Learn more about how to exercise your voter rights, resist voter intimidation efforts, and access disability-related accommodations and language assistance at the polls. For help at the polls, call the non-partisan Election Protection Hotline at 1-866-OUR-VOTE.
Select a Scenario:
States have different voter registration deadlines and requirements, so make sure you are registered well in advance of Election Day. Voter registration deadlines vary and some states allow individuals to register for the first time and cast ballots on Election Day.
What to do
Every state offers options to vote in-person on Election Day, even those that primarily conduct elections by mail.
What to do
Find your polling place or vote center and its hours of operation.
Your state may require you to bring an ID or bring documents to show your residence, especially if you’re voting for the first time. Make sure you’re prepared.
What to do
Learn what materials you’ll need to bring with you to the polling place on Election Day.
If you cannot vote in-person on Election Day, you may be able to vote early or by absentee vote-by-mail ballot.
Some states allow any voter to vote absentee; others have stricter requirements.
What to do
Learn about your options to exercise absentee or early voting in your state.
If the polls close while you’re still in line, stay in line – you have the right to vote.
If you make a mistake on your ballot, ask for a new one.
If the machines are down at your polling place, ask for a paper ballot.
If you run into any problems or have questions on Election Day, call the Election Protection Hotline:
Voters are entitled to a provisional ballot, even if they aren’t in the poll book.
After Election Day, election officials must investigate whether you are qualified to vote and registered. If you are qualified and registered, they will count your provisional ballot.
What to do
Ask the poll worker to double check for your name on the list of registered voters. Make sure to spell your name out for the poll worker.
If your name is not on the list, ask if there is a supplemental list of voters.
If the poll worker still cannot find your name, confirm that you are at the correct polling place:
Request that the poll workers check a statewide system (if one is available) to see if you are registered to vote at a different polling place.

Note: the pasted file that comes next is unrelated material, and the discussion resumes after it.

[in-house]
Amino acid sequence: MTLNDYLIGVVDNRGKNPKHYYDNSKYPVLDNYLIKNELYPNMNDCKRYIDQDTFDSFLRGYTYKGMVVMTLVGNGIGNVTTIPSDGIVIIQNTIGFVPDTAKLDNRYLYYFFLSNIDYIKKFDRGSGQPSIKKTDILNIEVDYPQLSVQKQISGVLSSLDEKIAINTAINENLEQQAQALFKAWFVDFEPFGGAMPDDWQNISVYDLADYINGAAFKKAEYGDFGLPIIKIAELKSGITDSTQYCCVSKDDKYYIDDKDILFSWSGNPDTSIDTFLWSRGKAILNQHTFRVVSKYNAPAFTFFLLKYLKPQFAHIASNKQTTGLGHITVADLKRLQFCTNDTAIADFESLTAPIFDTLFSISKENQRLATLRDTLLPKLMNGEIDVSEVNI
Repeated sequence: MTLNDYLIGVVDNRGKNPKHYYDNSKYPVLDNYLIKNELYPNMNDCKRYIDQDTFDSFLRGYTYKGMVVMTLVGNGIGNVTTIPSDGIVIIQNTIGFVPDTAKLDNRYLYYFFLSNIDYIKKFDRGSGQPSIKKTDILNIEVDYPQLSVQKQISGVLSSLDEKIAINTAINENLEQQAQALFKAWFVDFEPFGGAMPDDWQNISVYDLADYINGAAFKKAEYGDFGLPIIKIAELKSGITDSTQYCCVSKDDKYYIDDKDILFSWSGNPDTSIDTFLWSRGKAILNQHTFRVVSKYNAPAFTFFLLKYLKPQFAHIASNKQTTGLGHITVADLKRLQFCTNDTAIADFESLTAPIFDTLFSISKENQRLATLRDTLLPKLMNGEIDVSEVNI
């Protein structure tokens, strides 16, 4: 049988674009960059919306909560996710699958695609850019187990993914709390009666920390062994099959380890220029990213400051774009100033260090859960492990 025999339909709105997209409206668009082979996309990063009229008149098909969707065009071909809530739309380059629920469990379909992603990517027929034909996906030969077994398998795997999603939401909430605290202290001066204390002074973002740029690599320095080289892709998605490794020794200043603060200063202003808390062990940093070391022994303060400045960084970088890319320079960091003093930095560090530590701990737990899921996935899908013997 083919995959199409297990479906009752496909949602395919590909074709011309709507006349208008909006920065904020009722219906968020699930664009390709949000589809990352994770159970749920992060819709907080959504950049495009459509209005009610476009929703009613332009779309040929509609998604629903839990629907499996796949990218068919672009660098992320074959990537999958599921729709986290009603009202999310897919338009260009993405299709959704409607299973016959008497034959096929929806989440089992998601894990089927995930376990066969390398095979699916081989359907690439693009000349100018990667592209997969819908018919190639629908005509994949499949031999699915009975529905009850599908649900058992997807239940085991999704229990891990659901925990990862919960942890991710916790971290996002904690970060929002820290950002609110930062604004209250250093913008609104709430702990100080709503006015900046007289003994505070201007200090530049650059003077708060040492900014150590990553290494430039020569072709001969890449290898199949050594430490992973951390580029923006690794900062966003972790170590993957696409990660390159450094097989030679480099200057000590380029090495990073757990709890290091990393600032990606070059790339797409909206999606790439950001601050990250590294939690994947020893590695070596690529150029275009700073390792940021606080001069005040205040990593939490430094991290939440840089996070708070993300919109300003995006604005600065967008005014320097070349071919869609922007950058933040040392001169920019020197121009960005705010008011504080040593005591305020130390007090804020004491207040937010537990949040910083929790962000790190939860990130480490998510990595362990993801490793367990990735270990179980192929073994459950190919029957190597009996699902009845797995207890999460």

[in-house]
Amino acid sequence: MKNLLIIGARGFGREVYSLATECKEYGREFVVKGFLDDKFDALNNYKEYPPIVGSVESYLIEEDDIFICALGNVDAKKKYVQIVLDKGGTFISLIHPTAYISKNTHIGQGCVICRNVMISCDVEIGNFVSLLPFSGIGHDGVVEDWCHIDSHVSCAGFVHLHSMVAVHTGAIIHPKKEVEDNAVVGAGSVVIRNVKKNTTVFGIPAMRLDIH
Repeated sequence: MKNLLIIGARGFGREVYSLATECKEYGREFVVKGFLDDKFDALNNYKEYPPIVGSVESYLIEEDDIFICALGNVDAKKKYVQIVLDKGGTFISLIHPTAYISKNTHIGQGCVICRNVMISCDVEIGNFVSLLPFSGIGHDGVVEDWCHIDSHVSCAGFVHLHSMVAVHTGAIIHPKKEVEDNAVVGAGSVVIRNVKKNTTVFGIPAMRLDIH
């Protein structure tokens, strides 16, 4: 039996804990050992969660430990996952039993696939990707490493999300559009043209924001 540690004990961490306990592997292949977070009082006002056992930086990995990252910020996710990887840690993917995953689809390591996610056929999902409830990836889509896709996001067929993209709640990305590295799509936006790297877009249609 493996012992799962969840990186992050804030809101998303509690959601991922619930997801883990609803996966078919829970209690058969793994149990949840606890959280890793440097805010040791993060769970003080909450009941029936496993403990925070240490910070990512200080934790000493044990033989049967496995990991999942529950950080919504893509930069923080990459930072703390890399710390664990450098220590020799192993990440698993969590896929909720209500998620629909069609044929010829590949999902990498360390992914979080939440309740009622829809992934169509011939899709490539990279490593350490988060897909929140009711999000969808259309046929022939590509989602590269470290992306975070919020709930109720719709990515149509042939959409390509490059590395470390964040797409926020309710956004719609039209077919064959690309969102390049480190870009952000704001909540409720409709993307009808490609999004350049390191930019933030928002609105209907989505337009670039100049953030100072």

If the poll worker does not have access to a statewide system, ask them to call the main election office.
You can also call 1-866-OUR-VOTE and ask for help verifying your proper polling place.
If you are registered at a different location, in most instances you will have to travel to that location to cast a regular ballot.
If the poll worker still cannot find your name or if you cannot travel to the correct polling place, ask for a provisional ballot.
If you are turned away or denied a provisional ballot, call the Election Protection Hotline at 1-866-OUR-VOTE or 1-888-VE-Y-VOTA (en Español).
Report your experience to local election officials.
Under federal law, all polling places for federal elections must be fully accessible to older adults and voters with disabilities. Simply allowing curbside voting is not enough to meet Americans with Disabilities Act (ADA) accessibility requirements.
In federal elections, every polling place must have at least one voting system that allows voters with disabilities to vote privately and independently. Usually, this is a machine that can read the ballot to you (for people with vision disabilities or dyslexia), and let you vote by pushing buttons (for people with mobility disabilities).
Under federal law, voters with disabilities and voters who have difficulty reading or writing English have the right to receive in-person help at the polls from the person of their choice. This helper cannot be the voter’s employer, an agent of the voter’s employer, or an agent or officer of the voter’s union. The helper must respect the voter’s privacy, not looking at the voter’s ballot unless the voter asks them to do so.
Election officials (including poll workers) must make reasonable accommodations as needed to help you vote.
Election officials must provide you with help if it’s possible for them to do so.
A voter with a mental disability cannot be turned away from the polls because a poll worker thinks they are not ‘qualified’ to vote.
What to do
You can bring a family member, friend, or another person of your choice to assist you at the polls. Do not bring your employer, or an agent of your employer or union.